A Peek at Life on the Appalachian Trail

Our six miles on the Appalachian Trail during our tour of Virginia stirred affection and respect for one of the world’s great long-distance paths. In Shenandoah National Park, we entered the AT at the Thornton Gap trailhead parking lot.

The trail led us over a mostly rocky surface with more than 1,700 feet of climbing. We took a quick detour to Mary’s Rock, where Sue took in the view, then we continued southbound to the Bird’s Nest #3 Shelter, one of more than 250 shelters spread over the AT’s 2,190 miles. In order to sleep in the huts, campers must be traveling at least three consecutive days on the AT. The Bird’s Nest featured a rock fireplace, wooden sleeping platform, a nearby privy as well as a bear box and hanger poles to keep food safe. Thru hikers must use the shelter unless it is full, when they may use designated campsites nearby. I ate my lunch while sitting on the platform and imagined the hut filled with sleeping bags and trekkers. I could almost hear the snoring and smell the trail grime.

The higher we went, the less spring we witnessed as the season had delayed its arrival. We passed six or seven northbound thru hikers, who all traveled solo and appeared to be in their 20s. I resisted asking where they started and where their destination was. They all were in a hurry since a storm was moving in, but they took the time for a brief friendly greeting. I wished I had brought along some trail magic (beers?) to hand off as they passed.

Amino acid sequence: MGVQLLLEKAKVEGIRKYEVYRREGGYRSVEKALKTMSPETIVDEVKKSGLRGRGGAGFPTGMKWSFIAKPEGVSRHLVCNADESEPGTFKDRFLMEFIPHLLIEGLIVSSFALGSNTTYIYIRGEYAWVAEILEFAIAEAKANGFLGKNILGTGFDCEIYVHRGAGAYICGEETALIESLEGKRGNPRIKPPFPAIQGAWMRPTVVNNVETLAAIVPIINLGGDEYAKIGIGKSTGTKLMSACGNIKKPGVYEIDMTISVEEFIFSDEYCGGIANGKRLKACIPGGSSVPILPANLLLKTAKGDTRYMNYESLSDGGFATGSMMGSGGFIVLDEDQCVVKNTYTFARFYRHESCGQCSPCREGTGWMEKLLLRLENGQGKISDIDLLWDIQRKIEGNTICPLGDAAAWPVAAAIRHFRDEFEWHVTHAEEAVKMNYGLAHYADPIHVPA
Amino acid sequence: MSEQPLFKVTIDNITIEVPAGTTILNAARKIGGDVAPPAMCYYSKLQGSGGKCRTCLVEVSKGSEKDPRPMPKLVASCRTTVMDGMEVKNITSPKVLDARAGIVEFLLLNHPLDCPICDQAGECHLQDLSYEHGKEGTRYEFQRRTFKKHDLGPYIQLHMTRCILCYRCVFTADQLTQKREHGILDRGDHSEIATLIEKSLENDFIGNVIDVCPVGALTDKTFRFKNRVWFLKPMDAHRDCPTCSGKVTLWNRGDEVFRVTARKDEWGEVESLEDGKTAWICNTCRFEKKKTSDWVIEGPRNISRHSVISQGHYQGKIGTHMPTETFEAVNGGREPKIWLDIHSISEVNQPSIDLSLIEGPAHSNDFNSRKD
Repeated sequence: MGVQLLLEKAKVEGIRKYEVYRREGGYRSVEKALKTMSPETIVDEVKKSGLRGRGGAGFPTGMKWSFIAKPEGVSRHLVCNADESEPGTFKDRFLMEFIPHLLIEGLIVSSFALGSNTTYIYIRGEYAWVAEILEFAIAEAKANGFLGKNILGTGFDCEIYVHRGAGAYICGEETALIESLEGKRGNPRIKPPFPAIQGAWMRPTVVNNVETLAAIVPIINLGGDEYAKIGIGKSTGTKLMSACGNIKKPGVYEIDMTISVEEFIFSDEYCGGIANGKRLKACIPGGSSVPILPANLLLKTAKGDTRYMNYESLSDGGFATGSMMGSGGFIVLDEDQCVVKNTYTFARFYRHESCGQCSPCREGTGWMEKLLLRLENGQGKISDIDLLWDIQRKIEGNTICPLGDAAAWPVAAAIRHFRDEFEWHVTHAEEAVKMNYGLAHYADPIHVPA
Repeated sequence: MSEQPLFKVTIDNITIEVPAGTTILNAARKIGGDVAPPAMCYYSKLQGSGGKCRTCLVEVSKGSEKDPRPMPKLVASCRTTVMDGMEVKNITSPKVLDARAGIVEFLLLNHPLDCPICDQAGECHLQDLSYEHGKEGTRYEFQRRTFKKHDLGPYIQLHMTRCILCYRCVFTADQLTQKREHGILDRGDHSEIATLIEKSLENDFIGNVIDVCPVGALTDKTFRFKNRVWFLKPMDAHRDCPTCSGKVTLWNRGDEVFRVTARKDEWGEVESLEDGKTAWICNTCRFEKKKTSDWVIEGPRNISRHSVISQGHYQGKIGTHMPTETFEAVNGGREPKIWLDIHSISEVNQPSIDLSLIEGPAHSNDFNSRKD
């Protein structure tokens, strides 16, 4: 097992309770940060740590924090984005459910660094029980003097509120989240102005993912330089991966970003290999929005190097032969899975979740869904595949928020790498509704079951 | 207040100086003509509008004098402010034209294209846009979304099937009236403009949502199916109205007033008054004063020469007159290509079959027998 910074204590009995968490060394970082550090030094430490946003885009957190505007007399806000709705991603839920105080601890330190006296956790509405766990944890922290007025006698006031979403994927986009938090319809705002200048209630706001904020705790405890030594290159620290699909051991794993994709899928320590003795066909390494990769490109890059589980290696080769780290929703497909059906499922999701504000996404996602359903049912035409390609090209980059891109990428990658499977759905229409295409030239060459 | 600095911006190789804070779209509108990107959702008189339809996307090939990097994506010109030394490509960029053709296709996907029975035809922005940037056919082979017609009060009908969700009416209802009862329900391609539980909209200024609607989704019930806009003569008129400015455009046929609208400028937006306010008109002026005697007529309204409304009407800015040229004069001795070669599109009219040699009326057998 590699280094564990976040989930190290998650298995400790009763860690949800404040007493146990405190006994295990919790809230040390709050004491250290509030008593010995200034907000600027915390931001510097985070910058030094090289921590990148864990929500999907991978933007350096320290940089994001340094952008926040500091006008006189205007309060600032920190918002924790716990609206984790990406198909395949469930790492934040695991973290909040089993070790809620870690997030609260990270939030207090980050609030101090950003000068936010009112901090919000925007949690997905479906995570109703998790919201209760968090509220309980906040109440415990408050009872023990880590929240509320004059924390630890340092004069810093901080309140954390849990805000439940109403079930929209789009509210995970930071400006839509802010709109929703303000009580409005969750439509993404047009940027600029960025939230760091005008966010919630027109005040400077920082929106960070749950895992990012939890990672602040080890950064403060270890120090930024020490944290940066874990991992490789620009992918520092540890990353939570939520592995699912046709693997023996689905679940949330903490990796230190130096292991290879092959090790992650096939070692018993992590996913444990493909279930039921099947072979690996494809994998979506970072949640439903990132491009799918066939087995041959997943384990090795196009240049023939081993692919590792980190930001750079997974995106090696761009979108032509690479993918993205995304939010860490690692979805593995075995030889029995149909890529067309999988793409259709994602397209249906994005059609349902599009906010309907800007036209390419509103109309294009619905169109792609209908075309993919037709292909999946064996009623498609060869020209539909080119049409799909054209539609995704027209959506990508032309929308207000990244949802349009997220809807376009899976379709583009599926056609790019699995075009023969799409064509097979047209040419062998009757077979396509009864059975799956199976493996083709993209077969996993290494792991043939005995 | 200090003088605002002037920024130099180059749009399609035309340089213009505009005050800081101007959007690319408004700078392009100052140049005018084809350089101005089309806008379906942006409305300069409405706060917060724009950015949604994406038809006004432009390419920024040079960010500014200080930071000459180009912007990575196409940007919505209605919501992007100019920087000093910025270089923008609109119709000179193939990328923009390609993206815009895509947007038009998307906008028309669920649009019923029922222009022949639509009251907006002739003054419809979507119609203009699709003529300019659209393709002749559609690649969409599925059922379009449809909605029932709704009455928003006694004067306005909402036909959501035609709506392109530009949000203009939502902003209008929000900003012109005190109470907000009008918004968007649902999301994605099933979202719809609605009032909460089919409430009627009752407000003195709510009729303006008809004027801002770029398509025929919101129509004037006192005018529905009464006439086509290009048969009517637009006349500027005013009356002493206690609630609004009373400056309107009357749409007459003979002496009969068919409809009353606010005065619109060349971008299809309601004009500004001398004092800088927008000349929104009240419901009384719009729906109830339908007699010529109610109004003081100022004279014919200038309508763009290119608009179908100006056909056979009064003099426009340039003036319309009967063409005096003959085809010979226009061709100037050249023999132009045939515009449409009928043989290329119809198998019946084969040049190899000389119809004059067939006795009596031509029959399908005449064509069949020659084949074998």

Mammoth Cave: A National Park Gem

National parks and monuments are not to be missed and some are backpackers’ dream destinations, so we veered north from Nashville to explore Kentucky’s Mammoth Cave National Park. What did we find? Enough to fill three days. The ranger-led Gothic Tour took us below to walk two miles of the 365 miles of cave, more than twice as long as any cave in the USA. If you time it right, you might be offered a rare boat tour on an underground river. A free ferry took us across the Green River after a roadway sign warned us that the road ”ends in water.” The road across the river leads to a web of wilderness trails for backpackers; permits for overnight trips are available in the visitor’s center. We walked several trails, including the Big Hollow Loop.

We pulled our hybrid bikes out of our trailer to try another park feature: the Mammoth Cave Railroad Bike and Hike Trail, a packed-gravel path that includes many short (some steep) climbs. We rode to two of the 77 cemeteries in the area, reminders of times more than a century earlier when the narrow-gauge railroad transported people and supplies to communities built around the growing popularity of the cave network. Another great national park, but without the crowds that frequent some.